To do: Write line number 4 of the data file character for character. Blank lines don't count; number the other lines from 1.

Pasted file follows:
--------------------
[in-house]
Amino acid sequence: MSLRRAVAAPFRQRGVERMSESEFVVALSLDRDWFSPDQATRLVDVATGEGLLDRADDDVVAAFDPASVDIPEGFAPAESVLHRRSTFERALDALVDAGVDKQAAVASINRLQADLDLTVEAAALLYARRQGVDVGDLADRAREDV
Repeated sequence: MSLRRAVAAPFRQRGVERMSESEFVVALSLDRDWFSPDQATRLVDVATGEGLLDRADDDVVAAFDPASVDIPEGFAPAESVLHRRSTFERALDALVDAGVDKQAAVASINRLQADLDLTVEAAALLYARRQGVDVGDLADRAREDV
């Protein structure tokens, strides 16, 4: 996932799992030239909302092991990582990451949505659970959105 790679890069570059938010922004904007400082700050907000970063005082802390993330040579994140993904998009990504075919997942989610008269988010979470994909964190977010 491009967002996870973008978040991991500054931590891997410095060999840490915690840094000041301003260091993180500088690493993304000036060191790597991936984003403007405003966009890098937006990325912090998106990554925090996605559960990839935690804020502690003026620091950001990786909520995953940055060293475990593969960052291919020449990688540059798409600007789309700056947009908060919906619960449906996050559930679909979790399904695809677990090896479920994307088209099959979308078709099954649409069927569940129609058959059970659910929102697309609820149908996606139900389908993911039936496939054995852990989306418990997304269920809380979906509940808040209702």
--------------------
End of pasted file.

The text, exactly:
């Protein structure tokens, strides 16, 4: 996932799992030239909302092991990582990451949505659970959105 790679890069570059938010922004904007400082700050907000970063005082802390993330040579994140993904998009990504075919997942989610008269988010979470994909964190977010 491009967002996870973008978040991991500054931590891997410095060999840490915690840094000041301003260091993180500088690493993304000036060191790597991936984003403007405003966009890098937006990325912090998106990554925090996605559960990839935690804020502690003026620091950001990786909520995953940055060293475990593969960052291919020449990688540059798409600007789309700056947009908060919906619960449906996050559930679909979790399904695809677990090896479920994307088209099959979308078709099954649409069927569940129609058959059970659910929102697309609820149908996606139900389908993911039936496939054995852990989306418990997304269920809380979906509940808040209702």